Putting Education Reform To The Test

The Secret Lives of Students: Drinking Milk Out of a Bag, Seeing Icicles in Food

For today’s installment in our series, The Secret Lives of Students, we hear a student’s complaints about school lunches.

Editor’s note: This post was written by middle school student Jocelin Mora who is participating in the summer school program, Breakthrough Miami. 

Courtesy of Jocelin Mora.

Eight grader Jocelin Mora, 13, brings her own lunch to school. The only school lunch she enjoys are the cheese sticks.

By Jocelin Mora, 13

The lunch.

It obviously isn’t the best but I learned to bring my own.

I’m sure you wouldn’t like to drink milk out of a bag or have food so frozen that you can see icicles.

They might be very good if they were just a little bit warmer.

I really don’t enjoy being served frozen food or food that is almost uneatable. The sandwiches are unpleasant and extremely frozen.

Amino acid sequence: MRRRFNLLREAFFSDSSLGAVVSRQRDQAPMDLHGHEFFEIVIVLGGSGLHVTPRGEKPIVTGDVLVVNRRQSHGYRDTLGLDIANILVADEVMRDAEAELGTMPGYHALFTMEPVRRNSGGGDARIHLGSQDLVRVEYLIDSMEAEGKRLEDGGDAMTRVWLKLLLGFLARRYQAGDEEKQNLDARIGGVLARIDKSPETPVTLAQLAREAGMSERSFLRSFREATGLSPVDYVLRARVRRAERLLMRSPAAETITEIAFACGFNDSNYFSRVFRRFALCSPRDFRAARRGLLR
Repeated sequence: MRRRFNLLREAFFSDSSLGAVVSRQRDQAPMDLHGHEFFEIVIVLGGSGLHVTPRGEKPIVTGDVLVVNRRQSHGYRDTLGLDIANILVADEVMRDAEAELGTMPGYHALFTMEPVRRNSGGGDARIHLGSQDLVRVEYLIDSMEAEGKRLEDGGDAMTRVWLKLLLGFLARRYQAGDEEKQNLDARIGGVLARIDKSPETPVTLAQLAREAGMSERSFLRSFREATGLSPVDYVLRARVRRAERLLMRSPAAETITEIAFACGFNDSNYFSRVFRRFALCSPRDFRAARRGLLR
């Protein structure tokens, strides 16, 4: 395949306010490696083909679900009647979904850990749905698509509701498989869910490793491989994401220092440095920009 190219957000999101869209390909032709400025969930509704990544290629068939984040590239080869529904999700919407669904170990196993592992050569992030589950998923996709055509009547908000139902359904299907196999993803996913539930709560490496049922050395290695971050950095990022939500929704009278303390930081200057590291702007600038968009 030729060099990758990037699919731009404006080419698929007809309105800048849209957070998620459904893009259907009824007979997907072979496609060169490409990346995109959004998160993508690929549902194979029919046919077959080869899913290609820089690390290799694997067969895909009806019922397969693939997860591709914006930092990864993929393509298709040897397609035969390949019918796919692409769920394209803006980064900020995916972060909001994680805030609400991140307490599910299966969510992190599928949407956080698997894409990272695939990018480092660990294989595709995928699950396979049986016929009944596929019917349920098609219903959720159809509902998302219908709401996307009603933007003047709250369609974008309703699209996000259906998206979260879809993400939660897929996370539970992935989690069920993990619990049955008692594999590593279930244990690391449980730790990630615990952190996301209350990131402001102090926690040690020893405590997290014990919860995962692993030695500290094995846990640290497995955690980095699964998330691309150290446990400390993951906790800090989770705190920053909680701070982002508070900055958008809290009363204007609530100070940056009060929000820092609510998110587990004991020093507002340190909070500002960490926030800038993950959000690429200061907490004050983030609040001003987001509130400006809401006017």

Sometimes I see icicles.

I would understand if it was food that is supposed to be frozen, but it’s clearly not supposed to be.

I bring my own lunch now – I have had enough of the same food.

Another thing that I disagree with is the milk in a bag. It just isn’t common.

The other day one of the fifth graders told me they learned that plastic is made out of animal oil. I didn’t like the idea of mixing milk with oil, it just doesn’t seem right.

However I do understand juice in a bag – I’m used to that.

Some of the things I do like about the food are the cheese sticks and the juice. Mainly that’s about it. That is what I think is the best about lunch but then again that’s just my idea.

They should try to provide us with better food because I know I’m not the only one who doesn’t like it.

Jocelin Mora, 13, is an eighth grader at Ada Merritt School. During the summer school program with Breakthrough Miami she attends the Carrollton School campus.

For the next month we’ll hear from students about life in Florida schools. They’ll open up about conflicting home and school rules on fighting, public displays of affection on school campuses, the FCAT and other aspects of school life.


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